When we last left our fair Digger/Celyn (if you really don’t want spoilers for Starcrossed, you ought to read that one first and then come back), she had survived the winter snowed in at a remote mountain castle, and helped rescue a prince and incite a rebellion against the ever-increasing militant state of her country and town. Now she’s back in Gerse, doing what she does best: thieving. She never expected to get caught, let alone thrown in jail with Lord Durrell, who’s in there as the main suspect in his wife’s murder. Digger gets enlisted to do the other thing she does best — digging — in order to prove Durrell’s innocence. Along the way, she finds herself in possession of more than one secret she wishes she didn’t have: ones that people may do everything in their power to keep hidden.
Much like the first book in this series, it’s easy to get lost in Digger’s world. For starters, she’s a fascinating, complex character, full of both flaws and virtues. She’s smart, clever, and strong, as well as loyal enough to go out on a limb for her friends. It’s amazing to sit back and watch her do her stuff.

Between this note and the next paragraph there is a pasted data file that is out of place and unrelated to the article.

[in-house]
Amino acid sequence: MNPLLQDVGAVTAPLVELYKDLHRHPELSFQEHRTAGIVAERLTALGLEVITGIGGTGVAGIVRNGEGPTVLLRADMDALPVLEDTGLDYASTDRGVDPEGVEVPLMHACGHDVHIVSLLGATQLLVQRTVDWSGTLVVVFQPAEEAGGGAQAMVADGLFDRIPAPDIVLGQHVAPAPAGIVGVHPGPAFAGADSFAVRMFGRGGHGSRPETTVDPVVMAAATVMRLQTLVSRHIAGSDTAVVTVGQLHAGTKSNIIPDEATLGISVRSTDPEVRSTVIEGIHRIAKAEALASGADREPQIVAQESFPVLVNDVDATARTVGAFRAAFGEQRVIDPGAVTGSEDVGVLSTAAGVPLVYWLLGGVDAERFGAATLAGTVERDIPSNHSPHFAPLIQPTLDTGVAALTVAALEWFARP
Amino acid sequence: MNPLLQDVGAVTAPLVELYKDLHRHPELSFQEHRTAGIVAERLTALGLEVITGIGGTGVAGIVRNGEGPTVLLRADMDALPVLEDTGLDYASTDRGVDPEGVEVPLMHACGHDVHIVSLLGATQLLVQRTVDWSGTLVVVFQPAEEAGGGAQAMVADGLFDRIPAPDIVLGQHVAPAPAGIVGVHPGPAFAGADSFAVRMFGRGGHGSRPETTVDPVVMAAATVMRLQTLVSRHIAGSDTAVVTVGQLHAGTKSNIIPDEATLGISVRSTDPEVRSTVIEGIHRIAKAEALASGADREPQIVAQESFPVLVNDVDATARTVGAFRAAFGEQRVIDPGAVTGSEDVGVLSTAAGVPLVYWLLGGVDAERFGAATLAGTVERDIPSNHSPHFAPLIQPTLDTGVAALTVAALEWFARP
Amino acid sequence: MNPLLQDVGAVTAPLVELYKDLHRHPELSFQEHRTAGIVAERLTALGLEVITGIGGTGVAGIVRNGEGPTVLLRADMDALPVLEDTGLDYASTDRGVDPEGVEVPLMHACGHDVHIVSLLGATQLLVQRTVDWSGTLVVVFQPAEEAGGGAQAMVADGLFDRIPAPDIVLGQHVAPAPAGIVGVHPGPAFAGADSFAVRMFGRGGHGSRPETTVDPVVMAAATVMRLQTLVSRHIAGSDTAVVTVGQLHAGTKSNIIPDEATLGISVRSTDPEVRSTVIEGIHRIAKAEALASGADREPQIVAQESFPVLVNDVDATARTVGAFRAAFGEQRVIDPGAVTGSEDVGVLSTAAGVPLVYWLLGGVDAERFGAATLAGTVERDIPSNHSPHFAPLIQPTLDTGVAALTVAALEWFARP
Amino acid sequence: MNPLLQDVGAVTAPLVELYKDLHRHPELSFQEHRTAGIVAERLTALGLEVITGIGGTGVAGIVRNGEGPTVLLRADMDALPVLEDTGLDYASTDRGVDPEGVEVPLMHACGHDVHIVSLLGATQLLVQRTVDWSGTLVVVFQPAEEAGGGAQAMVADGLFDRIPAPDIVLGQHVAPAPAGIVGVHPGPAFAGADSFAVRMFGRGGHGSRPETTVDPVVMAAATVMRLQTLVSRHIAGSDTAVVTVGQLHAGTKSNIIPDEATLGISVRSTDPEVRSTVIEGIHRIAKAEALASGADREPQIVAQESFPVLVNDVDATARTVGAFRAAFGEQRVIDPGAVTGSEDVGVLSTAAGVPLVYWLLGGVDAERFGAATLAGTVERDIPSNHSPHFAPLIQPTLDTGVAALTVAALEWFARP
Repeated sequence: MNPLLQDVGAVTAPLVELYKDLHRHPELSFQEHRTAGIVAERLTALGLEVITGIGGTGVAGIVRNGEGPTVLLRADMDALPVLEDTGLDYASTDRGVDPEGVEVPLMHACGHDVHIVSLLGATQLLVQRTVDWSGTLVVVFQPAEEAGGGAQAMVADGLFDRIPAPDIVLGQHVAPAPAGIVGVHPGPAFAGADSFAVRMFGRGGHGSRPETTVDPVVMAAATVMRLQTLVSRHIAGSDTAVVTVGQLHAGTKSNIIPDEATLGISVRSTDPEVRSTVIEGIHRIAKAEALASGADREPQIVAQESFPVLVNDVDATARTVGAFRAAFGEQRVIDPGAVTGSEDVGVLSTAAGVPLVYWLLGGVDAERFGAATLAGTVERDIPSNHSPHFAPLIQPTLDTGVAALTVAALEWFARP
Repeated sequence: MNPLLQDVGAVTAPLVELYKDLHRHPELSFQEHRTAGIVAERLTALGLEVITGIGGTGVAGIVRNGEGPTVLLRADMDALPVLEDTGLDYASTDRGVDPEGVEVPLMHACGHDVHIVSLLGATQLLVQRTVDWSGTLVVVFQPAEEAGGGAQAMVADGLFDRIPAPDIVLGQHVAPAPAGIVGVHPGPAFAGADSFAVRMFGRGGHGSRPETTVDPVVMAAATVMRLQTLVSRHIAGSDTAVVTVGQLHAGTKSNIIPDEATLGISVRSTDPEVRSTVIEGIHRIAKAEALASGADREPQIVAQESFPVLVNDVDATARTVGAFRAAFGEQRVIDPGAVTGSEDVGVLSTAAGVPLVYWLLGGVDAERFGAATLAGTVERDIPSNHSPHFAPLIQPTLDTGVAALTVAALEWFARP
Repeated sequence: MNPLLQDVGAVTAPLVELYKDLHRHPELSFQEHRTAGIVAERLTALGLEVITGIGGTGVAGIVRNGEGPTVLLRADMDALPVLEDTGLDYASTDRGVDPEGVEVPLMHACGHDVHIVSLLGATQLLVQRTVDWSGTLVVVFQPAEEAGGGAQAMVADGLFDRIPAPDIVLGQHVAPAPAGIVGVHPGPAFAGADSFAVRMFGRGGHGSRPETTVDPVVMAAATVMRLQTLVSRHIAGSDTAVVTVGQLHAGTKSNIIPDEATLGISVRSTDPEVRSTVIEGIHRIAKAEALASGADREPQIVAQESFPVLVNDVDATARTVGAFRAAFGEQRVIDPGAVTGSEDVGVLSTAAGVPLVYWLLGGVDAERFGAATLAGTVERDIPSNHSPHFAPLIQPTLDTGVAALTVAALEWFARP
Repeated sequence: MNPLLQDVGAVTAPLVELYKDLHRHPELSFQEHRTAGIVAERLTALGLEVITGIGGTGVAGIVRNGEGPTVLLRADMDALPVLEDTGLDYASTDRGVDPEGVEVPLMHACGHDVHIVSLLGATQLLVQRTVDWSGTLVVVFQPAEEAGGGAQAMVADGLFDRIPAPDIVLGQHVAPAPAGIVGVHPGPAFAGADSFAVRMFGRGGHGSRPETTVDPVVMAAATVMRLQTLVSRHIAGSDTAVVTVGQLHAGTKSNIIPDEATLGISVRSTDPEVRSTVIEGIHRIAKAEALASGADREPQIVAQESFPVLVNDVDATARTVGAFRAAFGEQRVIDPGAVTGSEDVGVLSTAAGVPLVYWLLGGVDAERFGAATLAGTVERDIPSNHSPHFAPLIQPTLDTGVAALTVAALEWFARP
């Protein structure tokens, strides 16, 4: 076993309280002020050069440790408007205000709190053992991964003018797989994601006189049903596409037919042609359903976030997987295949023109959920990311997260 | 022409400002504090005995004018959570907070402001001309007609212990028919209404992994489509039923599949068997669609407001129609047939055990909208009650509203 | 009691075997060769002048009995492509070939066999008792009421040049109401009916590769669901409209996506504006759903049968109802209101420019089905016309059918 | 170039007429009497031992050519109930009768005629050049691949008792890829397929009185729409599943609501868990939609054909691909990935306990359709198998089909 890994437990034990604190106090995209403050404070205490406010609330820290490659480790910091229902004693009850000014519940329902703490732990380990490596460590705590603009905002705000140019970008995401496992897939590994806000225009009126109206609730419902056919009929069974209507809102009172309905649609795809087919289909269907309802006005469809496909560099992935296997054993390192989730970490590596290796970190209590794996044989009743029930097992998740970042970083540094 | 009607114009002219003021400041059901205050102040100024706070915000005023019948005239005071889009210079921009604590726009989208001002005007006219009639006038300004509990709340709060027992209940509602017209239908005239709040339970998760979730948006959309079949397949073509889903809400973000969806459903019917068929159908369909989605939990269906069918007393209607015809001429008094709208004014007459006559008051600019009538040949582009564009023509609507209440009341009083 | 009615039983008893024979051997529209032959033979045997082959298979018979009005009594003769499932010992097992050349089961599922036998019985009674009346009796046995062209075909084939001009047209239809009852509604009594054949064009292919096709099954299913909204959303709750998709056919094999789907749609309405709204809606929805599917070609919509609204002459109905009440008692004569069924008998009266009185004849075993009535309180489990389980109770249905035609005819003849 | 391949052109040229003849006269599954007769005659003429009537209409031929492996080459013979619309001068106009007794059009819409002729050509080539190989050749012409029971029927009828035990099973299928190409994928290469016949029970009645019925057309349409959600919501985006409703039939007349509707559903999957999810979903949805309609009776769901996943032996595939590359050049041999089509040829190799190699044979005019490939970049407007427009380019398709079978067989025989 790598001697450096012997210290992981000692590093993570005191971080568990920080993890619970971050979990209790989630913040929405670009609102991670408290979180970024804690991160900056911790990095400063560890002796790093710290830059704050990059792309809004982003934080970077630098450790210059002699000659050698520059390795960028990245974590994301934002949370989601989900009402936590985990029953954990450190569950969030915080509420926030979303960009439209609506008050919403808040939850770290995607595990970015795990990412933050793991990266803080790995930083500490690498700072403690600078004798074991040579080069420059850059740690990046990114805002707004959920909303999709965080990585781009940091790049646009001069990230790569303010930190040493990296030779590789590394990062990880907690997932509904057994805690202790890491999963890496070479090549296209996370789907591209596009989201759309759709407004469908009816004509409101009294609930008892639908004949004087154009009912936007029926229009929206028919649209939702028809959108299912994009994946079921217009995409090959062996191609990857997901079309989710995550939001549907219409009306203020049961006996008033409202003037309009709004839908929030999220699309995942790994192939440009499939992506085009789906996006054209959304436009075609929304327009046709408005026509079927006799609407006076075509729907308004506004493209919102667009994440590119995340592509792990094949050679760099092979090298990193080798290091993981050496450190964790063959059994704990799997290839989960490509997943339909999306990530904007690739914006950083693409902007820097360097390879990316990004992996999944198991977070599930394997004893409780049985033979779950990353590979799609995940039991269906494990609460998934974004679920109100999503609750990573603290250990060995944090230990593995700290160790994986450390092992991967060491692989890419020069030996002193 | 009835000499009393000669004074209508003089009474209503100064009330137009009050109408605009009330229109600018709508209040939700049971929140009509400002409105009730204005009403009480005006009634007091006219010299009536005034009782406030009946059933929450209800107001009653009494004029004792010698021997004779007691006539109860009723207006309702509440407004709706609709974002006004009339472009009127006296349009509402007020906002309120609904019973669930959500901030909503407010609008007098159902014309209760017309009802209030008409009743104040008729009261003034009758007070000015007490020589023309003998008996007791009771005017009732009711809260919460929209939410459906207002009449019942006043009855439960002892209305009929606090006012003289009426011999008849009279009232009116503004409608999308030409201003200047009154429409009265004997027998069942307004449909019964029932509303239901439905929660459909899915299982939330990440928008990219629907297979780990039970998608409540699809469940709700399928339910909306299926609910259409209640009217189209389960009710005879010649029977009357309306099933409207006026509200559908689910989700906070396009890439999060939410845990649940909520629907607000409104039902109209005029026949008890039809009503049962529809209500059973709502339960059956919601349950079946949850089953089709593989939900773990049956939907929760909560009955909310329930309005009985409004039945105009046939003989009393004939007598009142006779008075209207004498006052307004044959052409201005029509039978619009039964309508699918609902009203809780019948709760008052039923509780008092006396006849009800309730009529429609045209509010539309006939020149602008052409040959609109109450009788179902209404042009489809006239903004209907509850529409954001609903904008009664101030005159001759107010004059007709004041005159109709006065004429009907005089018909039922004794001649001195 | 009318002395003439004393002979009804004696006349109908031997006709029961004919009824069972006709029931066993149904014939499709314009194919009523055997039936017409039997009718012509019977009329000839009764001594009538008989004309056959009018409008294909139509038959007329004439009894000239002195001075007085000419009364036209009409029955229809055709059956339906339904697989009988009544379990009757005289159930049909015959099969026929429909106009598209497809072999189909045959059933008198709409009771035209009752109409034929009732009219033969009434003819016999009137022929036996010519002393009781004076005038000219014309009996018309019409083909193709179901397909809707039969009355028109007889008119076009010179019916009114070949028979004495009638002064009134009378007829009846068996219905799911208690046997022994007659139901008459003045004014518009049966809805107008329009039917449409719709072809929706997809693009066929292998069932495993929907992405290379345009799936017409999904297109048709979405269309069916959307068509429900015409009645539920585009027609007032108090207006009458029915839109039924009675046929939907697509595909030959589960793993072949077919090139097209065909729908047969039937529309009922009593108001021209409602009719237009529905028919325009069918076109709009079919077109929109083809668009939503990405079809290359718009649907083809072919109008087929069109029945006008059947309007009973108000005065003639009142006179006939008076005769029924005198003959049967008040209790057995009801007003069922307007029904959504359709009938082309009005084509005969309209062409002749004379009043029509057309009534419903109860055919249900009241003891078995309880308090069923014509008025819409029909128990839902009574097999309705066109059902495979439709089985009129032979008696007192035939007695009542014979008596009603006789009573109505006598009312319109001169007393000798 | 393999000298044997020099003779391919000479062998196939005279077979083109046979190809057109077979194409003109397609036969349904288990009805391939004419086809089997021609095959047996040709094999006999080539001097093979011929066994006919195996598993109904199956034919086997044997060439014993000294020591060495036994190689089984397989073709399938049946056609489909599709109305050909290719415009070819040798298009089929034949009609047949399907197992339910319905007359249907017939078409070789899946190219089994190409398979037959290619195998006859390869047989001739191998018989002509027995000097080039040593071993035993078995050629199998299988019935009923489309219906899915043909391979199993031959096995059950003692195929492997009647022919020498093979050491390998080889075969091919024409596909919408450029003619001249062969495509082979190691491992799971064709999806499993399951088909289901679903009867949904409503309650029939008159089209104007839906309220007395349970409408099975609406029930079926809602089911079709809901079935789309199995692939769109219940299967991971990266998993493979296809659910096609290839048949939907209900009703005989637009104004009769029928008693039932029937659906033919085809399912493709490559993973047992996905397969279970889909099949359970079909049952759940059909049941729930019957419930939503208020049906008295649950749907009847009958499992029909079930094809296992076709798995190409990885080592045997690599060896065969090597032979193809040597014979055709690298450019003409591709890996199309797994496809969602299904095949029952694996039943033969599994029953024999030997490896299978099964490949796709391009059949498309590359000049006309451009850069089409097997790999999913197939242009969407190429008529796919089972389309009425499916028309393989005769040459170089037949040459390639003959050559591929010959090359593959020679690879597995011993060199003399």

In addition, this one reads like a historical fantasy mystery novel: if Durrell is innocent (and is he really?), who did kill his wife? And what about all the mysterious goings-on with both Durrell’s family as well as his wife’s family? Not to mention the rebellion. … The book has a different feel than Starcrossed — grittier is the first word I can think of — and yet is just as rich and engaging and thrilling (and full of swoon-worthy heroes, though I missed Prince Wierolf) as the first book. (Though you do need to read Starcrossed before you read this one. Then again, why wouldn’t you?)
And then there’s the twists and turns: some you saw coming, but the very end … completely out of left field in a most delicious way. I can’t wait to see what Bunce does next with Digger and this world.
Rated: Mild, for violence and an off-screen sex scene at the end of the book.